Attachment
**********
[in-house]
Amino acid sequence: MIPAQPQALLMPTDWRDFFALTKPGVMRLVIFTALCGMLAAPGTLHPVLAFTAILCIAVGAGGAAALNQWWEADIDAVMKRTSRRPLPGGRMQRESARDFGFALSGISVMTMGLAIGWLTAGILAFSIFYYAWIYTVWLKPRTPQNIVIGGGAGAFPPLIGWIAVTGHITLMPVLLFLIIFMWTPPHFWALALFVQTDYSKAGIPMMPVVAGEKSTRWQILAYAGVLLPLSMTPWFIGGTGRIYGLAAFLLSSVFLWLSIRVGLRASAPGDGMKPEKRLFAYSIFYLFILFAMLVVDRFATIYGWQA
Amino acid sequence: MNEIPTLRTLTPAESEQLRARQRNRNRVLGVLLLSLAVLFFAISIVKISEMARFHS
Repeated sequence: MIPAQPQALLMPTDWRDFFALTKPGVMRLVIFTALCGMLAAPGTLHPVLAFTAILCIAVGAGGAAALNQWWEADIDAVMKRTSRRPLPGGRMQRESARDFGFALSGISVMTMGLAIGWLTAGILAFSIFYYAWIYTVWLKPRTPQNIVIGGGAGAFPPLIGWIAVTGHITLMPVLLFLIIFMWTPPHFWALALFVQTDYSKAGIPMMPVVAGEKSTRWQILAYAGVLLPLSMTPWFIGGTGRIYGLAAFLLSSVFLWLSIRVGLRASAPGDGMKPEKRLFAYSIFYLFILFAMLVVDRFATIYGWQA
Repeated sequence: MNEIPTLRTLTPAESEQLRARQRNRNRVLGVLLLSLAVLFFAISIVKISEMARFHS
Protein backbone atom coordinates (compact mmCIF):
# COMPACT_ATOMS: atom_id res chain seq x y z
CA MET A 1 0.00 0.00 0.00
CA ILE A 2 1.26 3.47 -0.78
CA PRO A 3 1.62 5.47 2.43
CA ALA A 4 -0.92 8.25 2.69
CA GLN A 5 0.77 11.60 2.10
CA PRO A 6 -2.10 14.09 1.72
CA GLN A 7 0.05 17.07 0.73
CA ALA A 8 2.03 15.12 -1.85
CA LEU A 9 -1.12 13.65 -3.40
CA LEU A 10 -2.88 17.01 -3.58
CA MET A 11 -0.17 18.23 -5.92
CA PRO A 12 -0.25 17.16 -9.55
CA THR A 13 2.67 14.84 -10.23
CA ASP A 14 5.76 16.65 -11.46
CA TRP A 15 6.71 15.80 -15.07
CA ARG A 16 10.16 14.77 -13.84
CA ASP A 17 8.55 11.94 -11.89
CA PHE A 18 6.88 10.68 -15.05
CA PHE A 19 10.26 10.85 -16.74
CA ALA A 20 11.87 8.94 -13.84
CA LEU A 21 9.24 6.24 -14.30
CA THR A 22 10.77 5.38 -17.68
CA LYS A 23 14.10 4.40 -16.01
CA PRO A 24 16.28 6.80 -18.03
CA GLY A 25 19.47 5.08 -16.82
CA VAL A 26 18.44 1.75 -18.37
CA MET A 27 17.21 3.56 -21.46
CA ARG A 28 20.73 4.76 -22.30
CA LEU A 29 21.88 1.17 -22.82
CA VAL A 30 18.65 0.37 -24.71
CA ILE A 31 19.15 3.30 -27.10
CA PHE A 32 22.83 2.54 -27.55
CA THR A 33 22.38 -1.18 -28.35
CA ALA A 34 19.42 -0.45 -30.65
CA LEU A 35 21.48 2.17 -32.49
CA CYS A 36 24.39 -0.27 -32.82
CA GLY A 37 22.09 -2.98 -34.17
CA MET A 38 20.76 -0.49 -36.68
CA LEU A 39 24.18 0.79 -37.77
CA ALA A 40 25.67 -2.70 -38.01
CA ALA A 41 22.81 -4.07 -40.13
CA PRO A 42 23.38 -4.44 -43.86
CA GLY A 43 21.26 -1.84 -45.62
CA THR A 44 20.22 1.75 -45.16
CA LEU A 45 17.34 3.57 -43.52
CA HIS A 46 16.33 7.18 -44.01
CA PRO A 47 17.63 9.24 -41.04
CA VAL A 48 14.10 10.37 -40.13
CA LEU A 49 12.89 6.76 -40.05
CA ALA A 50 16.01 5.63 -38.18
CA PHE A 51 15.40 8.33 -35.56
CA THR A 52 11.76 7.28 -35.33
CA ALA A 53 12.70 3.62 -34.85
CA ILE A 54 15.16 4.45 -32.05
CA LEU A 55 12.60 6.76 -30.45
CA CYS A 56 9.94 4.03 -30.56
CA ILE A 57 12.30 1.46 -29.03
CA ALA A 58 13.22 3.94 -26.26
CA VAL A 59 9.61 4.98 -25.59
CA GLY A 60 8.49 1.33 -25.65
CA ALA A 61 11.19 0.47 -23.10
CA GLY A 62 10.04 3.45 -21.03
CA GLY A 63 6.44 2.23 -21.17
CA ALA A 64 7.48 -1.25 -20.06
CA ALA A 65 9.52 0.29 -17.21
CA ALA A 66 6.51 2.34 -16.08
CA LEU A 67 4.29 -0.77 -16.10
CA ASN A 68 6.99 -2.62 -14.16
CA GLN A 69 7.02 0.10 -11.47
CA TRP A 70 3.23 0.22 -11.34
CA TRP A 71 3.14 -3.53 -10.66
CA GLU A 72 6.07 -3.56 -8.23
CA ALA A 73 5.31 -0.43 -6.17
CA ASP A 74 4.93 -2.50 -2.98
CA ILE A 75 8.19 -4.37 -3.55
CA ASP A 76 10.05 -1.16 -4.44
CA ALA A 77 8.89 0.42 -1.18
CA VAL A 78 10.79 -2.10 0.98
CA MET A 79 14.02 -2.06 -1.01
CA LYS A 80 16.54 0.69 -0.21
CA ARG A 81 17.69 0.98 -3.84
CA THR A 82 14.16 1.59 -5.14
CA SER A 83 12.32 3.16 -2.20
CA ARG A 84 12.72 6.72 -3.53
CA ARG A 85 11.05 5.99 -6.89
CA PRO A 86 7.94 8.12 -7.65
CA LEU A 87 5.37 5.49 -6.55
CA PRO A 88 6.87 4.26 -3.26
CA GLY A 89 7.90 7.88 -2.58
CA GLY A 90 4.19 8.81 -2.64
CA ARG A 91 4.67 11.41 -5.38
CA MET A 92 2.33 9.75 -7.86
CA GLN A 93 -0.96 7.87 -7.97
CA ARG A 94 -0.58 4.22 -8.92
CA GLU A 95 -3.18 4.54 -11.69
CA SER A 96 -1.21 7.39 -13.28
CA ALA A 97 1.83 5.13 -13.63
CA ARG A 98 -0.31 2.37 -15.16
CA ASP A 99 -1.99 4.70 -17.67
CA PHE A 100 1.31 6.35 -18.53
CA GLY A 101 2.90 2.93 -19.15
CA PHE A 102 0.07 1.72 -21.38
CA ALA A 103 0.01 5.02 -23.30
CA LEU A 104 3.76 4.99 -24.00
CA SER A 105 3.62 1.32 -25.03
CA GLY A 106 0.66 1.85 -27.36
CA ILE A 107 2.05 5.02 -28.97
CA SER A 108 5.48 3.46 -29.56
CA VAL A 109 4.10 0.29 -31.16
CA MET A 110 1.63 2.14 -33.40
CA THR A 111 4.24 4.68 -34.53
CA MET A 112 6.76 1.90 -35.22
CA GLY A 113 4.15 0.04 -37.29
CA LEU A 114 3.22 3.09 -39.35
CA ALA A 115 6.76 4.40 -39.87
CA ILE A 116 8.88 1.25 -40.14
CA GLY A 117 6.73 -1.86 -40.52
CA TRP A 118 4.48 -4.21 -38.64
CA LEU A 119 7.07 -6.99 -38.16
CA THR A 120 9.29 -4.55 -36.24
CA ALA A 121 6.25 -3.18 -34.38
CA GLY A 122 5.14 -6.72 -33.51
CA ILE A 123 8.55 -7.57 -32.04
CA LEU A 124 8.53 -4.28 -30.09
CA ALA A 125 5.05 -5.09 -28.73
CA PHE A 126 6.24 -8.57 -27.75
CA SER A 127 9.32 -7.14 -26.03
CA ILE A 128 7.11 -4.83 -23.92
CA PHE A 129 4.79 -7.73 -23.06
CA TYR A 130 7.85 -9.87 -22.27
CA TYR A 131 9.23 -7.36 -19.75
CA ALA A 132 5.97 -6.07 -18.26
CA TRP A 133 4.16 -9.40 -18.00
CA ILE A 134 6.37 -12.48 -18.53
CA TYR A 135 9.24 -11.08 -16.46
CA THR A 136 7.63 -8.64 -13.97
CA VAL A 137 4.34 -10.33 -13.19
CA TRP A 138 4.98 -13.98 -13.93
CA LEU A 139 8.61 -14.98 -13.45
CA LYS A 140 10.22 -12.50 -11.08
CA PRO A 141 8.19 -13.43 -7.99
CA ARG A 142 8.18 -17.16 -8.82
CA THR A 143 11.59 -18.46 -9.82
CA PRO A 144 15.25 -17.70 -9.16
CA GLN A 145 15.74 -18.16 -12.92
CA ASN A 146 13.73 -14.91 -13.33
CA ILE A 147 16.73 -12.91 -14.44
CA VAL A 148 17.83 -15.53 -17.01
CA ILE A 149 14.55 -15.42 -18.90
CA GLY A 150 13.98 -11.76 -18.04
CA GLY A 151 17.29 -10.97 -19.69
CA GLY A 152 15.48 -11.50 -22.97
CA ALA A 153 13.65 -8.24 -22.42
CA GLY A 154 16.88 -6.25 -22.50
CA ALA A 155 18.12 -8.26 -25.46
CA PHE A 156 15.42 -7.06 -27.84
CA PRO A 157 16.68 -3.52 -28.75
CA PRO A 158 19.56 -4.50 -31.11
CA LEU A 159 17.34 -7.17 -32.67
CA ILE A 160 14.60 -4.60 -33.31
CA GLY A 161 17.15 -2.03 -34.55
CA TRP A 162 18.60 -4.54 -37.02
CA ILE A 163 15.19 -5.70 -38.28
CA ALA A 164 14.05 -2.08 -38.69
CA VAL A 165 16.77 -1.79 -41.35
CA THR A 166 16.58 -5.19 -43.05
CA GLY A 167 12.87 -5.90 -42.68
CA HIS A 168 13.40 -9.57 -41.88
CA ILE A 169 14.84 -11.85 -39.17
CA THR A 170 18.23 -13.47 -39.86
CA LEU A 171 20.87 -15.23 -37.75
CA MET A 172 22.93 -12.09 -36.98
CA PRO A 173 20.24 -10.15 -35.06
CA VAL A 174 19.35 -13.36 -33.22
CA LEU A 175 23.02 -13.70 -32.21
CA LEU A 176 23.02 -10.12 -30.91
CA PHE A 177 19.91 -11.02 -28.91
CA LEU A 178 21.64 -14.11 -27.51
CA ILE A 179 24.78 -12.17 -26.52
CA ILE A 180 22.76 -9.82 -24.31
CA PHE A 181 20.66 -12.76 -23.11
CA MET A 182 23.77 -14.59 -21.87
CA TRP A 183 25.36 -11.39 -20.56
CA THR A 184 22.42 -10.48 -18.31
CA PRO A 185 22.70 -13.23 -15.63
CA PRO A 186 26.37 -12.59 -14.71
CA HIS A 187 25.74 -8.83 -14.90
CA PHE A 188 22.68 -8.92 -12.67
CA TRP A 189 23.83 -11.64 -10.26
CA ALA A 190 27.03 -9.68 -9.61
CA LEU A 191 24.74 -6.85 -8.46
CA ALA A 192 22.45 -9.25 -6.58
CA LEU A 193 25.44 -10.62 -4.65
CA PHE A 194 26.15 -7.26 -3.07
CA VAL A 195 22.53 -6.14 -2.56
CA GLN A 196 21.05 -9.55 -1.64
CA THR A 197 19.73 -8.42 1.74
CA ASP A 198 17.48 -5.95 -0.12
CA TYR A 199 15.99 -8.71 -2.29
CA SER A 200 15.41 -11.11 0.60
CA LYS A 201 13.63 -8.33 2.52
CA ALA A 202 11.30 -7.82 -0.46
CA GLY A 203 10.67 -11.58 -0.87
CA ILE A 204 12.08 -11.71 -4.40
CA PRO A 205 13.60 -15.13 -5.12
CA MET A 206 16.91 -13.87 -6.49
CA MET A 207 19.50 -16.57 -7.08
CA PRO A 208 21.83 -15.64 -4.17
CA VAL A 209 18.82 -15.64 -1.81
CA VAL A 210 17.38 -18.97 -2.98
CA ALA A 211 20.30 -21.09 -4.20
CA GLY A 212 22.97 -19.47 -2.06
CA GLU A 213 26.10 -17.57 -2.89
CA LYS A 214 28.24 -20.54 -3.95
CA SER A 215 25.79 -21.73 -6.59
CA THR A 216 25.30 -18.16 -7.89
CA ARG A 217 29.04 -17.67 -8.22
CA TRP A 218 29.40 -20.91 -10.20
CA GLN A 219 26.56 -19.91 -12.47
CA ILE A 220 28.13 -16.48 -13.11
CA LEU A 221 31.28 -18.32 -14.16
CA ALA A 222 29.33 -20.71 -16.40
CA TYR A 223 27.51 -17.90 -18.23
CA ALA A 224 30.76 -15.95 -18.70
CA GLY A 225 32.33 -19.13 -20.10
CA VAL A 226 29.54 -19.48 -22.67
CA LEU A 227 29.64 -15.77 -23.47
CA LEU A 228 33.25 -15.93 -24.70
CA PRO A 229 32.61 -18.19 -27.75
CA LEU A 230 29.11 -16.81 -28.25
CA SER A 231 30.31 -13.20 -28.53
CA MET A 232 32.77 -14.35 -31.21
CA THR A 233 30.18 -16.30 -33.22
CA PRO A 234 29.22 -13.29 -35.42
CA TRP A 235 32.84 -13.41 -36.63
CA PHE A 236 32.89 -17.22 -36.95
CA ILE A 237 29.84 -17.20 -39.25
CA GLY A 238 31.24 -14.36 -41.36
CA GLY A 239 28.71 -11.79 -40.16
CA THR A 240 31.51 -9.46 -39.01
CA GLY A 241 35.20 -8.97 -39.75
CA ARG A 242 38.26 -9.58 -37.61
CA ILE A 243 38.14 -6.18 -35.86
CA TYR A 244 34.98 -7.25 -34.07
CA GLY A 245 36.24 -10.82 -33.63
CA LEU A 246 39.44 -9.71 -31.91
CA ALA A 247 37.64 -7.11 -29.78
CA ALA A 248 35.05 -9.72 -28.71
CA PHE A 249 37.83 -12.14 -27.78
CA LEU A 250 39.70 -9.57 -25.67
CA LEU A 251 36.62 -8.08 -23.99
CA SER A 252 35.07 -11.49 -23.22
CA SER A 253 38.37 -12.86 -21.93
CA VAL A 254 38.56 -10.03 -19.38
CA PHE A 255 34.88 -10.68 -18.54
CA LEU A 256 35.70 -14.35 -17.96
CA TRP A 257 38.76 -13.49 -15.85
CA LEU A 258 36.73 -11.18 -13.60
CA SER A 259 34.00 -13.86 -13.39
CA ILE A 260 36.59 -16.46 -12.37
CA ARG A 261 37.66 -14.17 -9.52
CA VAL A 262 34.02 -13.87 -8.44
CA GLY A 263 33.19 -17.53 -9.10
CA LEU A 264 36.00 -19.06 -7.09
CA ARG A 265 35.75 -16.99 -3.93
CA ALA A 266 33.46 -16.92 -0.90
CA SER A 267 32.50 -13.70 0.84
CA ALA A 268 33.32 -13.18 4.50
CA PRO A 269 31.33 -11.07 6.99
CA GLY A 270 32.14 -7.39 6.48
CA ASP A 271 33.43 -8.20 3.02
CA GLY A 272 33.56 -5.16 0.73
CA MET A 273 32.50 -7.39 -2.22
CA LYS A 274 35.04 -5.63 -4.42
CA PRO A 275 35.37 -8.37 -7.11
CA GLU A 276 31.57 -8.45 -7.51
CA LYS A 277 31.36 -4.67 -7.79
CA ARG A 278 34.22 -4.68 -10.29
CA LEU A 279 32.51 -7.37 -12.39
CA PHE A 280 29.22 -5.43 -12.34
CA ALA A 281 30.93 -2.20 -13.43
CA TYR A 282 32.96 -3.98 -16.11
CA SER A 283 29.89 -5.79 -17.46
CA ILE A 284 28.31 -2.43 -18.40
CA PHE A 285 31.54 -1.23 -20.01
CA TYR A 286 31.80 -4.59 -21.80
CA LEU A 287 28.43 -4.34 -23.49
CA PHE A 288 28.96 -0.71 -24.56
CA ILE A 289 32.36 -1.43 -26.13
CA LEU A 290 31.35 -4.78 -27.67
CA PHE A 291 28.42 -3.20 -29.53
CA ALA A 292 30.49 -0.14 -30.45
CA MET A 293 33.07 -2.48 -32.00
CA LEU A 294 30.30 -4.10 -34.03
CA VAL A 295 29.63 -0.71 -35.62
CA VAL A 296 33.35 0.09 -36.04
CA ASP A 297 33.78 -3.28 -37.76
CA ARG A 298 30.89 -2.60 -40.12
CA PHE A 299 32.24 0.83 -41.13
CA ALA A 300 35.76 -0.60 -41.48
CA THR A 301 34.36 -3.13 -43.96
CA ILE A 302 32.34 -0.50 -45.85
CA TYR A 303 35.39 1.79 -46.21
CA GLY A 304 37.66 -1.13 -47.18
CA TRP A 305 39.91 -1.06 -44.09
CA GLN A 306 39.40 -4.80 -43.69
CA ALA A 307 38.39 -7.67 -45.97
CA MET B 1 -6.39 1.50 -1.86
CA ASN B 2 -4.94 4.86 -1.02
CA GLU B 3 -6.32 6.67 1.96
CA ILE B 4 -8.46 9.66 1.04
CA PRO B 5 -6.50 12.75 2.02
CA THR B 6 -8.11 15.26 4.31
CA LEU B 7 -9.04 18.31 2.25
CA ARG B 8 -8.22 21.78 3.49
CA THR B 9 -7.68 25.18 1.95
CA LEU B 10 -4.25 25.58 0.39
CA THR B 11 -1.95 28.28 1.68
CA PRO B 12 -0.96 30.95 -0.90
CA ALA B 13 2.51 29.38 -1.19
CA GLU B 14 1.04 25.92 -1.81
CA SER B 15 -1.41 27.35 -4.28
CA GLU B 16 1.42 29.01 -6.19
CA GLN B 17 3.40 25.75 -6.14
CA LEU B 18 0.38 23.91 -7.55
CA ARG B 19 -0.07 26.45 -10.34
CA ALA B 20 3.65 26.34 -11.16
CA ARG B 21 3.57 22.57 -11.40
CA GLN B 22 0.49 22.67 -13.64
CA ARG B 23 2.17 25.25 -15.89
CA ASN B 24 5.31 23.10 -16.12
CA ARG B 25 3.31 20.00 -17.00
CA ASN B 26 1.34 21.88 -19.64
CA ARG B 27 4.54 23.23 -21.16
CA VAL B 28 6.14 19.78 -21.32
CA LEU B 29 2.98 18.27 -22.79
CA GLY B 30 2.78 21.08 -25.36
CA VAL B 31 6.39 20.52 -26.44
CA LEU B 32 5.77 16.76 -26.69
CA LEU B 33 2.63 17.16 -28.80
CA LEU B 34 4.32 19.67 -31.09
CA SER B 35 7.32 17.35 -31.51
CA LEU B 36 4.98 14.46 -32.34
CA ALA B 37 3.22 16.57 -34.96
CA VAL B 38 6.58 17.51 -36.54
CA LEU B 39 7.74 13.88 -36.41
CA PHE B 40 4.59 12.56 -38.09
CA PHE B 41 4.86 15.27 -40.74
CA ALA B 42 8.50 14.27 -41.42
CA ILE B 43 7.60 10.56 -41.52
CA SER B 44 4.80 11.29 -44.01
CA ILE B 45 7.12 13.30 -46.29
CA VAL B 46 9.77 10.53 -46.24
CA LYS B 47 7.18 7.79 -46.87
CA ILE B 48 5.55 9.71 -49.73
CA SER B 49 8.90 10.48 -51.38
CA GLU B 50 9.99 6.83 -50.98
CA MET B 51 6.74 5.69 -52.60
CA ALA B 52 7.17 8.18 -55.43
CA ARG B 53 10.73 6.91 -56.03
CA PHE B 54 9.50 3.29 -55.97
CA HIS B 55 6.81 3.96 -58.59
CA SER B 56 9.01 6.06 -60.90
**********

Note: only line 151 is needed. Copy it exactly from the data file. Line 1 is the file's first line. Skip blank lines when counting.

CA PRO A 144 15.25 -17.70 -9.16